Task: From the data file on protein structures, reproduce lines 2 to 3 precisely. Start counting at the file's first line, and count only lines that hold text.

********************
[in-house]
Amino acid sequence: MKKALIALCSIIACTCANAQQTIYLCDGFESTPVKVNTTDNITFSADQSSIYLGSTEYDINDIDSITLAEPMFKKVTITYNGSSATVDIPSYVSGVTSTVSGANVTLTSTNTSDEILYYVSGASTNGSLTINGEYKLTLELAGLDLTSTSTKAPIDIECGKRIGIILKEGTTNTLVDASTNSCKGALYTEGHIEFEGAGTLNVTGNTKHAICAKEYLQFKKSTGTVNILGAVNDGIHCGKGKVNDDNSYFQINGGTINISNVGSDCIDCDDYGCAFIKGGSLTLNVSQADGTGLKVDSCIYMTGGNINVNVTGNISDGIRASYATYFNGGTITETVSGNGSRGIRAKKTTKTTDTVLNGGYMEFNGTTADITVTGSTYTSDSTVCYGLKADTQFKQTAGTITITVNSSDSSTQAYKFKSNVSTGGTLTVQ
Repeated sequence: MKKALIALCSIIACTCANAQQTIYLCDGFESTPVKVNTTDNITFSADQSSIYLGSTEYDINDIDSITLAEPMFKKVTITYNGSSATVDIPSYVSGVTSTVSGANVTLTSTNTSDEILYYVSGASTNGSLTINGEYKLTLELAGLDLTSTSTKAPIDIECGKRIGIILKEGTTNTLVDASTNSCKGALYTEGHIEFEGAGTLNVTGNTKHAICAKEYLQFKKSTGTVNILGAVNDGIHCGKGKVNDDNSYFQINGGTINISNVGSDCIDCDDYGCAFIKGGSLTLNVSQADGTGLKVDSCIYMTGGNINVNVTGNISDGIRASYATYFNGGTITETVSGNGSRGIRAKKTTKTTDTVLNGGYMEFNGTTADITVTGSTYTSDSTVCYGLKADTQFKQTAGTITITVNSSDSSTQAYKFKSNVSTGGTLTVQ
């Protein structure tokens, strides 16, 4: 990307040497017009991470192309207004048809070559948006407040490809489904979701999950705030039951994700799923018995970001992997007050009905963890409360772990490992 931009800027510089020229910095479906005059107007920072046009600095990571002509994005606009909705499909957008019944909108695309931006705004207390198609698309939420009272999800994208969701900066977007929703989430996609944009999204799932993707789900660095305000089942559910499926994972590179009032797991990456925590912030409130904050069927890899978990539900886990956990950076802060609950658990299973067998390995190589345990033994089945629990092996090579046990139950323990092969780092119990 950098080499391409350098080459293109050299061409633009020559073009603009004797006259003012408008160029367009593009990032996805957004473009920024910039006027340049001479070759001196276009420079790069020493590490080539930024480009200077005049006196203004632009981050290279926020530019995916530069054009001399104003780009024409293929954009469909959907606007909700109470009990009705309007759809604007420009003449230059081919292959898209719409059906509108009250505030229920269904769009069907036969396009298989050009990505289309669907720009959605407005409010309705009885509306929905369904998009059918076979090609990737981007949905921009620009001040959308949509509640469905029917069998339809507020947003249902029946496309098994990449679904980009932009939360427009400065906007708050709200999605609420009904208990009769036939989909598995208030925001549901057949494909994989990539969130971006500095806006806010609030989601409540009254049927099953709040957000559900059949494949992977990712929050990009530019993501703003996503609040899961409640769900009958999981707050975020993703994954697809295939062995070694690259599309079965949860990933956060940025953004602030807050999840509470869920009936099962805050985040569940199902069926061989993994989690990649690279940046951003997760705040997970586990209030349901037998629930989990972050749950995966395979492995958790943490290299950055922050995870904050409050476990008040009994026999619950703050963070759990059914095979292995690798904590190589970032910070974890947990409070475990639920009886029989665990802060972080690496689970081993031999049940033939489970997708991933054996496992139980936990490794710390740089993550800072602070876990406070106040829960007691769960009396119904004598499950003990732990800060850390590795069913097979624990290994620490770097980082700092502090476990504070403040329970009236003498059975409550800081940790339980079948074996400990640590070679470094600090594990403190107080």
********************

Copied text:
Amino acid sequence: MKKALIALCSIIACTCANAQQTIYLCDGFESTPVKVNTTDNITFSADQSSIYLGSTEYDINDIDSITLAEPMFKKVTITYNGSSATVDIPSYVSGVTSTVSGANVTLTSTNTSDEILYYVSGASTNGSLTINGEYKLTLELAGLDLTSTSTKAPIDIECGKRIGIILKEGTTNTLVDASTNSCKGALYTEGHIEFEGAGTLNVTGNTKHAICAKEYLQFKKSTGTVNILGAVNDGIHCGKGKVNDDNSYFQINGGTINISNVGSDCIDCDDYGCAFIKGGSLTLNVSQADGTGLKVDSCIYMTGGNINVNVTGNISDGIRASYATYFNGGTITETVSGNGSRGIRAKKTTKTTDTVLNGGYMEFNGTTADITVTGSTYTSDSTVCYGLKADTQFKQTAGTITITVNSSDSSTQAYKFKSNVSTGGTLTVQ
Repeated sequence: MKKALIALCSIIACTCANAQQTIYLCDGFESTPVKVNTTDNITFSADQSSIYLGSTEYDINDIDSITLAEPMFKKVTITYNGSSATVDIPSYVSGVTSTVSGANVTLTSTNTSDEILYYVSGASTNGSLTINGEYKLTLELAGLDLTSTSTKAPIDIECGKRIGIILKEGTTNTLVDASTNSCKGALYTEGHIEFEGAGTLNVTGNTKHAICAKEYLQFKKSTGTVNILGAVNDGIHCGKGKVNDDNSYFQINGGTINISNVGSDCIDCDDYGCAFIKGGSLTLNVSQADGTGLKVDSCIYMTGGNINVNVTGNISDGIRASYATYFNGGTITETVSGNGSRGIRAKKTTKTTDTVLNGGYMEFNGTTADITVTGSTYTSDSTVCYGLKADTQFKQTAGTITITVNSSDSSTQAYKFKSNVSTGGTLTVQ